Kneejerk Reviews

Every now and then when I’m listening to an album by an artist I’m unfamiliar with I’ll jot down some quickie thoughts just to remind myself what I thought of it, since the name recognition often isn’t going to help by itself. I figured I’d throw ’em up here a few at a time under the “Kneejerk Review” heading.


DETROIT VOODOO – RISE OF THE MEDICINE MAN

medicineman

Released: March 1, 2013 by Voodoo Electric Music

The album cover kind of gives away their love of all things Rob Zombie, so it should come as no surprise when I tell you that Detroit Voodoo deliver a heavy dose of groove metal complete with electronic splashes and lots of movie soundbites. The production isn’t quite as oversaturated as King Rob, allowing the songs to stand on their own a little more, which I like. At times they also conjur up the more mainstream sound of Drowning Pool (“Get Back” might as well be called “Bodies Part 2”) without getting quite as thin. The problem is that my taste for this style drifts in and out and I’m not really sure I have room on that paricular life raft for a new band, although to its credit Rise Of The Medicine Man makes a play for more airtime. They haven’t reinvented the wheel here and they’re not exactly begging for wide acceptance to begin with, but there’s something to be said for playing what you like and playing it well.

ALBUM RATING: 5.


BENEDICTUM – OBEY

obey

Released: December 3, 2013 by Frontiers Records

File among the glut of melodic metal bands to come out of Europe these days, Benedictum occupying the space between 80’s Judas Priest and Queensryche only with a female vocalist. Some nice guitar work and everything is competent, but I’m hard pressed to find anything about the album that makes me want to give it another listen. Like so much music, good, yet unremarkable.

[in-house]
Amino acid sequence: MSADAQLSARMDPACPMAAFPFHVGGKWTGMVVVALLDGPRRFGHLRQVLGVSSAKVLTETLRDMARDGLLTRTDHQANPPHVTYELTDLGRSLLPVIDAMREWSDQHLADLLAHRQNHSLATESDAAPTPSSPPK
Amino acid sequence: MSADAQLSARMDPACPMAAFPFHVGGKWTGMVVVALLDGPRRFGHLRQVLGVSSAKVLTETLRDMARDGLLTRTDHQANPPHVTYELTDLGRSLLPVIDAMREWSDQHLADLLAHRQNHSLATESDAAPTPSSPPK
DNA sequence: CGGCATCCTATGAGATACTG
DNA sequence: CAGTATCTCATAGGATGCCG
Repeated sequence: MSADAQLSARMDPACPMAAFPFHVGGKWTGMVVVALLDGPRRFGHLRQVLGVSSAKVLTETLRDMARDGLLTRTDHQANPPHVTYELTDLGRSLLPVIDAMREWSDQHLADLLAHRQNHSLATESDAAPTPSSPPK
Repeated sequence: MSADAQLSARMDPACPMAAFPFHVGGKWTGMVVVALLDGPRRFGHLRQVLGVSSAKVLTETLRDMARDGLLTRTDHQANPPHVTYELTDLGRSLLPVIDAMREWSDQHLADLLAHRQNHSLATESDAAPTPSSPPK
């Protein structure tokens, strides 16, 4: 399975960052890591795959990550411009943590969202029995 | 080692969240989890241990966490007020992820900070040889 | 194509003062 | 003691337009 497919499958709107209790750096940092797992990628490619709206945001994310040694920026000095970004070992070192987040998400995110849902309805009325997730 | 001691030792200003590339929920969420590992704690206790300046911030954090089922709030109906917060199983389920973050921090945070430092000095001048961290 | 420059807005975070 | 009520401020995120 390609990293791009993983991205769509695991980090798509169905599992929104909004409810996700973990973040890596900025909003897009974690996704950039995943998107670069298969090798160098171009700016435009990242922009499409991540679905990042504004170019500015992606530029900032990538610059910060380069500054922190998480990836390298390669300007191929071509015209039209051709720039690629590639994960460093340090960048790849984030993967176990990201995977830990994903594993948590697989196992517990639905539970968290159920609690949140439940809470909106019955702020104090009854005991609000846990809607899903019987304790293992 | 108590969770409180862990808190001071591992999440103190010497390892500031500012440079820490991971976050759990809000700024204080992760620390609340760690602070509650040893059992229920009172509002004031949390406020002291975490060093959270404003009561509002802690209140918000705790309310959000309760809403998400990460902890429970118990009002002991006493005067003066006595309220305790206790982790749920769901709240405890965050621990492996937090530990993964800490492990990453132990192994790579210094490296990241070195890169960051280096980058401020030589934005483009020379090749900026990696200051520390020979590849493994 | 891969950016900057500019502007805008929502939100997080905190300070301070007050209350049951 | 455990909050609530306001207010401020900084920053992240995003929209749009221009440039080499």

ALBUM RATING: 4.


DIAMOND PLATE – PULSE

pulse

Released: August 20, 2013 by Earache Records

“Walking Backwards” opens things with a sound that is very reminiscent of Metallica’s …And Justice For All, although not as dense or clever. They get a little more experimental with sounds later on, hinting at King’s X briefly before moving back over into 80’s thrash once again. Then out of nowhere comes a track like “Rainmaker” with it’s trippy Doors-like vibe. This album goes a lot of places without every veering too far off the main road they’re driving, which may be why I have trouble giving it a proper grade. It strikes me as one of those metal albums that will at times make me think, “this is brilliant, I should listen more often” and at others have me thinking, “why is this in my collection again?”. So it stays around for now, waiting for that definitive listen that never comes.

ALBUM RATING: 4.

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